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Dr. Ben Connolly

Surgical incision wounds, and how to heal them

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A surgical incision, when executed by an expert surgeon, is a precise and calculated maneuver designed to empower those involved in a procedure with access to critical components of the body. Nevertheless, as far as your body’s concerned a surgical incision is still a wound, and will require proper maintenance to heal properly. Your primary goal is to ensure that your healing incision is free from any and all infection, but steps can also be taken to ensure the wound heals and scars well.

As is outlined on our Specialized Wound Healing page, a critical component in the healing of a surgical incision (and many wound types) is oxygenation of the area.

 

Oxygenation

Similar to how we treat diabetic ulcers, bagging the area and infusing it with ozone ensures proper oxygenation, which has multiple benefits. These benefits include the wound’s protection from external environment implications, cell metabolism, collagen creation, and antibacterial measures.

For example, cell re-epithelialization (or the closure of a wound and the creation of a protective layer between the wound and external sources) is a result of proper oxygenation. This process is ultimately the cost of entry when the topic is creating new skin cells for your body, and is incredibly important as a result.

Collagen creation also hinges on oxygenation, which is to say the generation of the primary element your skin is composed of; think of it as the growth and intertwining of new skin fibres. Once the scar has formed, treatment can shift into prolotherapy.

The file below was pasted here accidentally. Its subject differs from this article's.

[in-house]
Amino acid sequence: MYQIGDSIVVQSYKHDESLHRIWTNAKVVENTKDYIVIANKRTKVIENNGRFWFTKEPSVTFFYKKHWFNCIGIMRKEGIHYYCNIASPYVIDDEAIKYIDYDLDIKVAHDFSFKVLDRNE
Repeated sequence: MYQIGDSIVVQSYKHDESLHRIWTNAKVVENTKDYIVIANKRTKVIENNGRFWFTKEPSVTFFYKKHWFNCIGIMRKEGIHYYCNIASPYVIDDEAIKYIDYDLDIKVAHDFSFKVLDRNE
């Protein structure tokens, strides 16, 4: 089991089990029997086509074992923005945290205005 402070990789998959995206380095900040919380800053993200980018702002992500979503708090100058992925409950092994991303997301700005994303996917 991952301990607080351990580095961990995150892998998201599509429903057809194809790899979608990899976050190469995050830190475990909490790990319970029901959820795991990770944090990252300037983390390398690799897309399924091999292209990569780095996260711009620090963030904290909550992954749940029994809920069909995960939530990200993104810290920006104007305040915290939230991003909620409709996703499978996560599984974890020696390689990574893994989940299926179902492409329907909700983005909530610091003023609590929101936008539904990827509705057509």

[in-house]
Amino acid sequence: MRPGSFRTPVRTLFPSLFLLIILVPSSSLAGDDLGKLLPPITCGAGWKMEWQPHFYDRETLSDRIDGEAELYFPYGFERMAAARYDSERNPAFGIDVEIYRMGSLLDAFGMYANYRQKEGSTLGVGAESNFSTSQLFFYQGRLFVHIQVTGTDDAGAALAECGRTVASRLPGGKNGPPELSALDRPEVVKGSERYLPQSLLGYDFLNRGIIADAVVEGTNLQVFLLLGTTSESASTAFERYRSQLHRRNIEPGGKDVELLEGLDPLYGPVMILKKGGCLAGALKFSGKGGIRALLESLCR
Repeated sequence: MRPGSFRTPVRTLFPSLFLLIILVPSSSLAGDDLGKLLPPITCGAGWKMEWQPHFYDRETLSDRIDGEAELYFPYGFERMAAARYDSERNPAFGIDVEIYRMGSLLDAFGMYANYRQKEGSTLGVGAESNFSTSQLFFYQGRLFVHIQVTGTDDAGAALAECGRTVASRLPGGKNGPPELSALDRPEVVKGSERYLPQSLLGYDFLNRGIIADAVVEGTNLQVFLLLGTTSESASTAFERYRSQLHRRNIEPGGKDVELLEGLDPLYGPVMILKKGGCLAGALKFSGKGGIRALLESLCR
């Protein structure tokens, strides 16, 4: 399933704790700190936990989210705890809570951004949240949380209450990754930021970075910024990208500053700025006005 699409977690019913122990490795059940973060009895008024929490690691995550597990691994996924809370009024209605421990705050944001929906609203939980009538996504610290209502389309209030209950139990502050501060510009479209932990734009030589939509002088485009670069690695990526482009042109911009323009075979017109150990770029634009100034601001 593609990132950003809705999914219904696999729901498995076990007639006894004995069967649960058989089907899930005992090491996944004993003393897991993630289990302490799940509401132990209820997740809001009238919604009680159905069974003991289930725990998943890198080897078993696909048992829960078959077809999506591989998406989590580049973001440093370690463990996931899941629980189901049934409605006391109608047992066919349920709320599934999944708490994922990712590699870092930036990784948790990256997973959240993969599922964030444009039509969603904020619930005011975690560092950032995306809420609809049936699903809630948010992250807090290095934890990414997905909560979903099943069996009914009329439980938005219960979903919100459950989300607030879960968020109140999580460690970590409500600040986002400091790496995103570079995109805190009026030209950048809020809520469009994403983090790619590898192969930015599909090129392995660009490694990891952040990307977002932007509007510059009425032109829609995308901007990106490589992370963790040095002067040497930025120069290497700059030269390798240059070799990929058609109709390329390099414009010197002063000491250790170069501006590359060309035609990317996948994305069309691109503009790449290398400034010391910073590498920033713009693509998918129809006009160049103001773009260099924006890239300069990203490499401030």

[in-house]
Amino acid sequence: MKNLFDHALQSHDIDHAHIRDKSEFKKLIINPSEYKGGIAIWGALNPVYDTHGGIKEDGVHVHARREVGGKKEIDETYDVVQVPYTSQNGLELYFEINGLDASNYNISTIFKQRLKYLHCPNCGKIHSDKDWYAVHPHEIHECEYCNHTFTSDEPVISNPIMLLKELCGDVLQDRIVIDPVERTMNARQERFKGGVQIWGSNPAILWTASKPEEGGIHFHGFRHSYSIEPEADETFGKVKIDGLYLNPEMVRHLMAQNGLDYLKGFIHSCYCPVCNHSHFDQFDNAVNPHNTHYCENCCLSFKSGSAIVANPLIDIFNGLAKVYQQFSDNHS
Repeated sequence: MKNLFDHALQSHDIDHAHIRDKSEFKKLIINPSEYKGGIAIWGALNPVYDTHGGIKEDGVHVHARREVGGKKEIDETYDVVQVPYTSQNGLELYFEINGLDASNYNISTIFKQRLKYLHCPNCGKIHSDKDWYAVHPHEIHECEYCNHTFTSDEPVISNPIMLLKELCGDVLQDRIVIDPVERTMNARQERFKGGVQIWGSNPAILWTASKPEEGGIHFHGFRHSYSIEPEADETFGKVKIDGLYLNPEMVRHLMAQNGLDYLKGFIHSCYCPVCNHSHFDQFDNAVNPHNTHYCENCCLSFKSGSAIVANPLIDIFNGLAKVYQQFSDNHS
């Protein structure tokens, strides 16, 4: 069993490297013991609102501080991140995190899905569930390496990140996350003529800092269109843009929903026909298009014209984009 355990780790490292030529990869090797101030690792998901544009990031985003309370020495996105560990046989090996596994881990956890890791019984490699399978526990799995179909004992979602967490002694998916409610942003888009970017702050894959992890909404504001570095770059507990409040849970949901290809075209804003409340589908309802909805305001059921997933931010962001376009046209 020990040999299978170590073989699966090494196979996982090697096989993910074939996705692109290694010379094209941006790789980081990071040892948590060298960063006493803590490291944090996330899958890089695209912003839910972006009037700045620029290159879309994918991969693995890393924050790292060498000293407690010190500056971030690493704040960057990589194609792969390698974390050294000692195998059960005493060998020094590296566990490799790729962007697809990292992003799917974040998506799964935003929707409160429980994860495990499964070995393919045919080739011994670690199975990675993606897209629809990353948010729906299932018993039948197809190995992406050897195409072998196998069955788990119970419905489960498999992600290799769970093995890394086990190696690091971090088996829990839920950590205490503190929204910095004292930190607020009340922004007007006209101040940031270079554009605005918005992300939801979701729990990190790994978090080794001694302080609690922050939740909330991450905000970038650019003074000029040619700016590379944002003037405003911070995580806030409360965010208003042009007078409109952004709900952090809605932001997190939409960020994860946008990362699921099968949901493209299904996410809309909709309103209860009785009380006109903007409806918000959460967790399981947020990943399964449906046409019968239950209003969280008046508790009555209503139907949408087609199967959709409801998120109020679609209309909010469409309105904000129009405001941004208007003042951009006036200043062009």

Prolotherapy

Prolotherapy can be described as the strategic creation of scar tissue in ways that mimic your body’s proper physiological blueprint, effectively returning the state of the area to a pre-wound state. Better still, prolotherapy reduces the risk of chronic pain in the wound area and ensures a full scope of motion by nurturing the growth of tissue in line with body’s musculoskeletal system.

All of this is achieved by injecting solutions into the scar. These injections stimulate growth in the area by irritating tissue, which causes blood cells and nutrients to be transported to the scar location in response.

 

Longevity

Oxygenation and prolotherapy work in concert to help control the healthy healing of a surgical incision and the correct creation of scar tissue, which tends to grow in erratic ways absent specific treatment. The goal should always be to ensure not only the expeditious closure and protection of a wound, but also the proper longevity of function in the area as well. Reduced risk of chronic pain and a full range of motion in the effected area are benefits that modern advances in prolotherapy gave afforded patients.

For more information on how we treat multiple wound types at Cornerstone, don’t hesitate to contact us by phone or via our website. Of course, you can also visit our Specialized Wound Healing page for a detailed look, or any of our past publications on the subject.

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